Uncertainty major contributor to inflation: SBP

Says driver of inflation during ongoing episode has been fiscal policy

Salman Siddiqui May 23, 2024
The market has once again won and forced the SBP to fall in line. PHOTO: FILE


Pakistan’s central bank has reported that political and economic uncertainty has played a leading role in driving the inflation rate to a multi-decade high, while commodity prices, surprisingly, have had a positive impact on recent inflation readings in the country.

In its study titled ‘Inflation Dynamics in Pakistan: Determinants and Structural Challenges’, the State Bank of Pakistan (SBP) stated, “The change in global commodity prices has also had a positive and significant impact on inflation between FY06 and H1 (first half of) FY24.”

“In recent years, uncertainty has increasingly been understood as a major contributor to inflation.”

The study presented a graph showing that political and economic uncertainty has remained the single largest reason behind the benchmark monthly inflation rate (measured through CPI/consumer price index) spiking to a multi-decade high of 38% in May 2023. This uncertainty continued to top the list of drivers of high inflation until the country held parliamentary elections in February 2024.

In addition, fiscal stance (government spending and taxation), rupee depreciation, and inflation expectations were other leading causes of high inflation in the country since FY23. While floods and droughts had a nominal positive impact on the high inflation rate during the year.

“Government borrowing, inflation expectations, political and economic uncertainty, and exchange rate depreciation have been the leading drivers of inflation since 2020,” the central bank said in the study.

However, the impact of commodity prices on inflation fluctuates, tracking movements in global prices. Moreover, the cumulative pass-through of global commodity price hikes on inflation has been marginally positive in the initial months, attributed to implicit and explicit subsidies on oil prices — which dominate the global commodity index.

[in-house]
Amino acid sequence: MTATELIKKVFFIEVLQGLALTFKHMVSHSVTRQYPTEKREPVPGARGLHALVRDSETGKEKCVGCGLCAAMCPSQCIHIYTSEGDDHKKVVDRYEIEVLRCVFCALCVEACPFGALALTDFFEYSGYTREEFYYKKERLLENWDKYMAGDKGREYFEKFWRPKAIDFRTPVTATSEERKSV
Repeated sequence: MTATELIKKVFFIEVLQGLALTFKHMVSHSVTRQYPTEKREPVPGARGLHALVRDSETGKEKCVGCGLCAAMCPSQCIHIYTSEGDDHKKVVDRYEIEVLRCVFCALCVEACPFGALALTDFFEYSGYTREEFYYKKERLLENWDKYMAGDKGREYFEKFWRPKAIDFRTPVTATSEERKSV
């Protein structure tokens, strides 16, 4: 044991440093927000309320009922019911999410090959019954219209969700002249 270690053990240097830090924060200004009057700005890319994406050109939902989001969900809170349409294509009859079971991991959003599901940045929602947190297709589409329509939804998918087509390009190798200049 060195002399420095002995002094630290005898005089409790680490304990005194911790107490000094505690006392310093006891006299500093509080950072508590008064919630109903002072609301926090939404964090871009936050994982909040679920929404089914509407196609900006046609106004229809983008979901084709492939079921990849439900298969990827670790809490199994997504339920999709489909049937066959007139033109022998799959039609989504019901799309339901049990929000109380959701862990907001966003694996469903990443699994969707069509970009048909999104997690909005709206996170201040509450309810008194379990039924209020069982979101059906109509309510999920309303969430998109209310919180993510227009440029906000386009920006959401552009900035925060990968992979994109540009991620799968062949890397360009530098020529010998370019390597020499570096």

Historically, such elements have impacted inflation readings differently during different time periods in Pakistan, according to the central bank study.

Ongoing episode FY20
to H1FY24

Unlike the previous episode, money supply (excluding budgetary borrowings) has not been a major contributor to inflation in the ongoing episode, although its contribution was noticeable in FY18 and FY19.

During the peak pandemic years FY20-21, its contribution to inflation decreased compared to the preceding two years, despite growth in private sector credit amid monetary easing. Following the reversal of monetary policy easing and continuous tightening since FY22, the estimated contribution of money supply (excluding budgetary borrowings) to inflation has turned negative.

Instead, the prominent driver of inflation during the ongoing episode has been fiscal policy, particularly after FY21 amid high fiscal deficits. Uncertainty emerged as the second-largest contributor during the current inflationary episode.

“While the uncertainty in FY20 may be attributed to the onset of Covid-19, that during FY22 and onward reflects heightened political and economic uncertainty in the period leading up to the general elections of 2024.”

Inflation expectations and exchange rate depreciation have also contributed significantly. The former may be attributed to exchange rate depreciation, and the consistent rise in global commodity prices until the first half of FY23. The estimated contribution of commodity prices to monthly and annual inflation spiked following the post-pandemic global price hike and the onset of the Russia-Ukraine conflict in FY21 and FY22, respectively. But its impact waned following the softening of commodity prices, particularly visible from the second half of FY23 until December 2023.

Inflation outlook

The inflation reading has decelerated to a two-year low at 17.3% in April 2024. It is projected to further slow-down to 13-13.5% in May 2024 due to a decrease in food prices and the base effect compared to the multi-decade high of 38% in May 2023.

Inflation expectations, which remain in double digits, have led to a strong outlook that the central bank will cut its policy rate (interest rate) on June 10, 2024, from the record high of 22% maintained since late June 2023.

Published in The Express Tribune, May 23rd, 2024.

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